This book was based, at least in part, on Gorsuch’s Oxford D.Phil thesis. So, I was curious if the plagiarism occurred there, too.
On pp.456 – 457 of his thesis Gorsuch copies verbatim several lines of Kuzma’s words (from pp. 378 – 379 in her article) and then cites a source that she cites as the source of the view that he’s outlining. He does not acknowledge that he has used Kuzma’s words verbatim. Indeed, he does not cite her at all in his thesis. Nor does he acknowledge that she, and not he, first identified the source that he cites. That’s plagiarism. (I haven’t attempted to determine if there are any more plagiarized passages in the thesis.)
(NB: I have edited the paragraph above for clarity and included links to the relevant material. I originally wrote that Gorsuch “quoted” Kuzma, which he did, but some commentators have understood this to mean that he used her words and then cited them. This is a reasonable construal of what I wrote, as most people believe that if you “quote” someone this involves citing your sources. The problem is that Gorsuch quoted Kuzma without acknowledging that he was using her words! And that’s plagiarism.)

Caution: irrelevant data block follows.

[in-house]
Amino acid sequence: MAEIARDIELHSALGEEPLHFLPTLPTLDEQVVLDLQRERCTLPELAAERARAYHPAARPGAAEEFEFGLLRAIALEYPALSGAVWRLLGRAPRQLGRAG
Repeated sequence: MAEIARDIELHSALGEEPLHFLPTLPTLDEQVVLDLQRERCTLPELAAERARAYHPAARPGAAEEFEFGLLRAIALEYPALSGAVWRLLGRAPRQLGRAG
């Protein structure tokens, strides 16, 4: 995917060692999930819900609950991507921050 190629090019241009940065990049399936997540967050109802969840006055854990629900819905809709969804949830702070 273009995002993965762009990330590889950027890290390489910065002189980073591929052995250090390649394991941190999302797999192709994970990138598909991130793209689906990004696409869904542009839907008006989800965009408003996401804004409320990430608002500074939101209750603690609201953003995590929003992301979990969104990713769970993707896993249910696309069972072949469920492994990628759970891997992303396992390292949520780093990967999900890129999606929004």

Now, I’m the Academic Integrity Officer at The College of New Jersey, and I see a couple of cases like this from students each semester. In these cases the decision is always the same: An easy decision that an academic integrity violation has occurred, and a fairly stringent grade penalty. This is because not only does this form of plagiarism exhibit theft of someone else’s work (here, the work of Kuzma to track down the appropriate account of Down’s syndrome) but in deliberately obscuring this intellectual debt the student is clearly intentionally plagiarizing.
If Gorsuch’s thesis had come before me, it would have received precisely the same treatment as a term paper written by a freshman TCNJ student.
But things get worse. John Finnis, Gorsuch’s D.Phil supervisor, has issued a statement claiming that “Gorsuch’s writing and citing was easily and well within the proper and accepted standards of scholarly research and writing in the field of study in which he and I work.”
Now, I can’t speak for law (!) but if Finnis is referring here to philosophy this claim is just not true. It’s also not true given Oxford’s own definition of plagiarism. Again, Gorsuch’s D.Phil thesis has been plagiarized–and that is NOT acceptable in academic philosophy. And for Finnis to claim that it is is likely to make my job as an Academic Integrity Officer just that much harder.
This is all very disappointing.